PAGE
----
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Zambia return to site of tragedy in the hope of first AFCON triumph

The Copper Bullets are bidding to honour their former players who died in the 1993 plane crash by seeing off the Ivory Coast in Libreville this evening.

Zambian captain Christopher Katongo has had a terrific tournament so far.
Zambian captain Christopher Katongo has had a terrific tournament so far.
Image: Rebecca Blackwell/AP/Press Association Images

Zambia v Ivory Coast, KO 7.30pm (Irish time)

EARLIER THIS WEEK, the Zambian national team travelled to Gabon ahead of their first ever appearance in an African Cup of Nations final.

Chipolopolo (the Copper Bullets), as they are nicknamed, have done the remarkable by progressing from Group A – sending Senegal packing in the process – and beating a star-studded Ghana side in the semi-finals to book a meeting with tournament favourites Ivory Coast.

Jubilation has swept over the squad and the nation as a whole but playing in Libreville holds an enormous amount of added significance as it is where one of their most horrific tragedies took place 19 years ago.

On Monday, April 28 1993, a plane carrying 30 people including 18 members of the Zambia team plummeted into the sea off the coast of Gabon.

The military craft, which was used in order to cut down on expenses, took off and reached an altitude of 6,000ft before witnesses heard an explosion. It crashed into the ocean 10 kilometres away from the run-way, killing all on board.

Despite losing the whole squad with the exception of three European-based players who had planned to fly directly to Dakar, one of which was former African Football of the Year Kalusha Bwalya, the following months saw the team rebuilt from scratch and continue their pursuit of a place at USA 1994.

With the help of Danish coach Roald Poulsen and Scot Ian Porterfield, who had recently left his post as Chelsea manager, they gelled astonishingly well for a group who had barely played together and after wins against Morocco and Senegal, went into the final fixture in Casablanca on top of their group.

Avoiding defeat would have seen one of the most miraculous World Cup qualifications in history, but they suffered a heartbreaking loss by a single goal.

Renard (centre) alongside Kalusha (second left) near the site of the crash this week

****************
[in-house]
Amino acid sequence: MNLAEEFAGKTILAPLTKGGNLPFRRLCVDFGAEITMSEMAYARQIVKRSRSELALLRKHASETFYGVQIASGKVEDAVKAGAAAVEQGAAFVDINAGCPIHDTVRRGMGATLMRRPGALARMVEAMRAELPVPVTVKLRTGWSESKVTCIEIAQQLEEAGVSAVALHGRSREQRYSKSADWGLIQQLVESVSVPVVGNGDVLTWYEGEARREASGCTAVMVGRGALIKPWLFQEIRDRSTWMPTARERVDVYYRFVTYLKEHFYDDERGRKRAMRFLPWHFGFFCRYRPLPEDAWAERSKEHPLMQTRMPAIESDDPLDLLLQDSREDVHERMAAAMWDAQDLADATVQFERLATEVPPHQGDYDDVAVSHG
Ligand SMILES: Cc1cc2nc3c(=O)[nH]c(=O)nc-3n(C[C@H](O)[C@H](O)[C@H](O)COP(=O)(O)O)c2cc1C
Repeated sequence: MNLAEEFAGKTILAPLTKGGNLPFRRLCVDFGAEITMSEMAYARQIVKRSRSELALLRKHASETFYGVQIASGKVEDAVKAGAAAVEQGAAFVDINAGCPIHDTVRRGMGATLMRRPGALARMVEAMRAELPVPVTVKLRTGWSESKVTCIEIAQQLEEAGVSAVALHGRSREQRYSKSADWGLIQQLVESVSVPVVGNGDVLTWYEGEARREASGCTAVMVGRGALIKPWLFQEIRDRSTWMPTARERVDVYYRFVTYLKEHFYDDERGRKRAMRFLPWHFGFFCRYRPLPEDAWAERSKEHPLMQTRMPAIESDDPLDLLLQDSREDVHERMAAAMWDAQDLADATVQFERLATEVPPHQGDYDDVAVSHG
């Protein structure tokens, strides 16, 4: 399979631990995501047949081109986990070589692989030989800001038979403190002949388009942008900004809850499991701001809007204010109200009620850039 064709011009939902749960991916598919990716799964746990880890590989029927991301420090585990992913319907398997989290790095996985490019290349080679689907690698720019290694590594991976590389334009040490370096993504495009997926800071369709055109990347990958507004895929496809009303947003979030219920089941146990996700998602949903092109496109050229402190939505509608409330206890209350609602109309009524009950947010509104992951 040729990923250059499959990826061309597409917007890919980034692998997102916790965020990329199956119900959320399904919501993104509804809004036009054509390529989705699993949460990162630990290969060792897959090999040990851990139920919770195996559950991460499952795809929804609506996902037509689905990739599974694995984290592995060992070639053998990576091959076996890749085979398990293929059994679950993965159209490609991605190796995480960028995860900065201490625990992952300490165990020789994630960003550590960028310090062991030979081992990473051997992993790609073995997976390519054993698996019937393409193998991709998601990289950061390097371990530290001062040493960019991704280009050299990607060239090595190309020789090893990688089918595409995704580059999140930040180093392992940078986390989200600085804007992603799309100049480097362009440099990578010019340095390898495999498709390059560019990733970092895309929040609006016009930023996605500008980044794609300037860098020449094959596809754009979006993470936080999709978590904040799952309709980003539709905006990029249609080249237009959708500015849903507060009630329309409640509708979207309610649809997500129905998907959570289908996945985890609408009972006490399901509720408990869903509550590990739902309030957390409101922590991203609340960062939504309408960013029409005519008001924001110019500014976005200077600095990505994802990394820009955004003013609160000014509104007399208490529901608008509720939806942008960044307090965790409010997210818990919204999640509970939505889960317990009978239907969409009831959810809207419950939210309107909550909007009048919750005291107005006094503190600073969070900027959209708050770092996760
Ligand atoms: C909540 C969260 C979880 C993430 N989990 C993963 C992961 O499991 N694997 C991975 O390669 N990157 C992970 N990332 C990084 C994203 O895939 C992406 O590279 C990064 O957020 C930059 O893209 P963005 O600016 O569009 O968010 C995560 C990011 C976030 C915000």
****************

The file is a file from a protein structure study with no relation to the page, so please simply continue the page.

This evening, they are pitted against the heavyweight of the continent. A glance down the Ivory Coast team sheet, which features names such as Drogba, Toure, Kalou and Tiote, explains the size of the test facing manager Herve Renard.

The Frenchman is finally receiving the recognition he deserves during his second stint in the job and has been touted for a number of other positions in recent days, but remains focused on the task at hand.

We were able to go to the final because of the team spirit and mental strength,” Renard told the Times of Zambia, “The only way to win the 2012 AFCON, is to be mentally strong and not to be scared to face anybody.

“We have not qualified for the final just to lose it. In the final there is only one winner and we want to be winners. You play one final to win the final and not to participate.”

The squad and management team travelled to a beach close to the site on Friday and laid flowers in honour of the dead.

“It is no coincidence that we are here today. We have worked hard as a team and through a collective effort involving many people however; I am convinced that our dearly departed brothers that lost their lives here 19 years ago have lent a helping hand,” Bwalya said during the visit.

“They are shining down on us from heaven as we take part as finalists in this tournament. We pray that their souls will forever rest in Peace and that God give us the strength and the courage to fulfill our dreams and theirs. ”

Watch this short documentary on Zambia’s 1994 World Cup qualifying campaign:

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Ben Blake

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